...and doesn't pay as much as C# or Java. If you want to develop software for fun or on the side, VB.NET is decent choice. But if you want to make a career out of it and maximize your earning potential you'd be better served with C# or Java.


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 Post subject:
PostPosted: Wed May 05, 2010 12:36 pm 
SON OF A GUN
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Definitely. Unless you find somebody who has some old VB6 programs they want ported, but even then C# is usually better... as is just re-writing the older applications.


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 Post subject: Re: Visual Basic.Net??
PostPosted: Tue Jun 08, 2010 9:16 pm 
Willamette
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Ibrad wrote:
Hey,

I have taught myself Html/Javascript and I have decided to expand my programming knowledge for my New Years Resolution :P

I have been thinking about picking Visual Basic.net as my programming language to learn. Would this be a good choice??


It would be OK, but since you learned HTML/javascript, why not move in that same direction with like ASP or PHP? My concern with Visual Basic is that it's only limited to the Windows operating system, and it seems to favor certain web browsers, like Internet Explorer (if you want to do web programming with VB.Net).

I like HTML/Javascript mixed with PHP to write database apps because they aren't really aimed at any specific browser and will work on virtually any browser that is connected to the Internet.

PHP (I think) is somewhat like using HTML and JavaScript with the functionality of languages like C++ and Visual Basic in that you can read/write files, access databases, and deal with graphics and media. That and I feel strongly about web programming, since everything is moving to the Internet/Web.

But going to C++ / Visual Basic might not hurt because it can teach you more about general programming, which would benefit you in the future regardless (just the though process you go through, and the debug/testing stages, how languages process instructions, as well as getting used to various syntaxes for different languages).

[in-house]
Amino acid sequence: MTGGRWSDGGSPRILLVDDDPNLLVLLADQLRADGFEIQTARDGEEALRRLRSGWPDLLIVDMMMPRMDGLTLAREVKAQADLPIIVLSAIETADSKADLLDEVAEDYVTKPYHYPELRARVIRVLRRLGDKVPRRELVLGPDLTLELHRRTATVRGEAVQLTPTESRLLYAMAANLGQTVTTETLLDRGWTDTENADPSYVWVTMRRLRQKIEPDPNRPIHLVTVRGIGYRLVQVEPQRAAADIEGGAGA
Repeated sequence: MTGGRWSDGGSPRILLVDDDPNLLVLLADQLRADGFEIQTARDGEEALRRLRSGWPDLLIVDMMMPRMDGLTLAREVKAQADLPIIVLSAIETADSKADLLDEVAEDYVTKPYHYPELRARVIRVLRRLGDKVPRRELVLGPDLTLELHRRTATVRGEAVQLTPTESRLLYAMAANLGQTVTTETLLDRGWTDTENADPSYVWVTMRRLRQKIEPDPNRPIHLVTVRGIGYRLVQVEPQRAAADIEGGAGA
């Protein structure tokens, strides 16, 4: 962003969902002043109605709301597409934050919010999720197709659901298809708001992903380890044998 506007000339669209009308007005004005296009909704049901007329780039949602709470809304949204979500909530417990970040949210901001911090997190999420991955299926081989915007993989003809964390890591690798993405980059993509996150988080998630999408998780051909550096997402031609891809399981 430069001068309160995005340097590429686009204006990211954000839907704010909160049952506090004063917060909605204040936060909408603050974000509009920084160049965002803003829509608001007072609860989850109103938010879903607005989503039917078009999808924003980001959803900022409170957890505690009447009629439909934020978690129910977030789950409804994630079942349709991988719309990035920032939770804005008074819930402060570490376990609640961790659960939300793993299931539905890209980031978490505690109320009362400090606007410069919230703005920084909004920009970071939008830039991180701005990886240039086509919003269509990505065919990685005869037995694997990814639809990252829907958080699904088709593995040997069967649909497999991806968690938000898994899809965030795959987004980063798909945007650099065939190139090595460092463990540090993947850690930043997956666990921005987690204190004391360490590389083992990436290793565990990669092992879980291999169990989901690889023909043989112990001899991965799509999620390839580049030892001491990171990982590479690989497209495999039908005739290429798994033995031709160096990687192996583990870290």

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 Post subject:
PostPosted: Tue Jun 08, 2010 9:18 pm 
Willamette
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TF_Titan wrote:
smithdwsn wrote:
Visual Basic .NET is powerful,easy and flexible language. It also provides tool for developing windows and web based application. It contains COM Interoperability,Mobile Applications, xml web services etc.

...and doesn't pay as much as C# or Java. If you want to develop software for fun or on the side, VB.NET is decent choice. But if you want to make a career out of it and maximize your earning potential you'd be better served with C# or Java.


I will agree, but as I stated in one of my replies, I think that web programming (which Java is meant for) would be beneficial especially for the person who wants to do this professionally. Being fluent in a wide variety of languages (both for web app development and desktop app development) is a major plus in today's computing industry, since many companies use various programming languages and packages to create/maintain their products and services.


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 Post subject:
PostPosted: Tue Jun 08, 2010 9:21 pm 
Willamette
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Jipstyle wrote:
Yes.

Actually, you can do that with any language .. those files are easy to access and modify.